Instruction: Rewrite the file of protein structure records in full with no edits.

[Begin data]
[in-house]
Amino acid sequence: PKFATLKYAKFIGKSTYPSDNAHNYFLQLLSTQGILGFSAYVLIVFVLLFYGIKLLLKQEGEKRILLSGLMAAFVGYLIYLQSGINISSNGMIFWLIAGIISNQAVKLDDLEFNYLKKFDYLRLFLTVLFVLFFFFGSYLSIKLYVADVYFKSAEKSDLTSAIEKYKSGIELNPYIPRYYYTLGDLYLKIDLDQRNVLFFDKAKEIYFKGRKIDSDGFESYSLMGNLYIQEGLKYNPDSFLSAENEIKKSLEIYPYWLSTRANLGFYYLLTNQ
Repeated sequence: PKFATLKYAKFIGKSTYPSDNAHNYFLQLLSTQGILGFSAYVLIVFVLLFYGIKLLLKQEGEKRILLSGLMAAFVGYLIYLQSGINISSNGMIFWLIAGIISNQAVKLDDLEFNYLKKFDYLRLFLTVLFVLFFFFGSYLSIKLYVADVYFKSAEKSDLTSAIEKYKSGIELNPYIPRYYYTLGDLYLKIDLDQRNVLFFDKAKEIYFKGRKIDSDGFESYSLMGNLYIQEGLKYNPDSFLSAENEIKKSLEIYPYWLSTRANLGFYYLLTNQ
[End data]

[in-house]
Amino acid sequence: PKFATLKYAKFIGKSTYPSDNAHNYFLQLLSTQGILGFSAYVLIVFVLLFYGIKLLLKQEGEKRILLSGLMAAFVGYLIYLQSGINISSNGMIFWLIAGIISNQAVKLDDLEFNYLKKFDYLRLFLTVLFVLFFFFGSYLSIKLYVADVYFKSAEKSDLTSAIEKYKSGIELNPYIPRYYYTLGDLYLKIDLDQRNVLFFDKAKEIYFKGRKIDSDGFESYSLMGNLYIQEGLKYNPDSFLSAENEIKKSLEIYPYWLSTRANLGFYYLLTNQ
Repeated sequence: PKFATLKYAKFIGKSTYPSDNAHNYFLQLLSTQGILGFSAYVLIVFVLLFYGIKLLLKQEGEKRILLSGLMAAFVGYLIYLQSGINISSNGMIFWLIAGIISNQAVKLDDLEFNYLKKFDYLRLFLTVLFVLFFFFGSYLSIKLYVADVYFKSAEKSDLTSAIEKYKSGIELNPYIPRYYYTLGDLYLKIDLDQRNVLFFDKAKEIYFKGRKIDSDGFESYSLMGNLYIQEGLKYNPDSFLSAENEIKKSLEIYPYWLSTRANLGFYYLLTNQ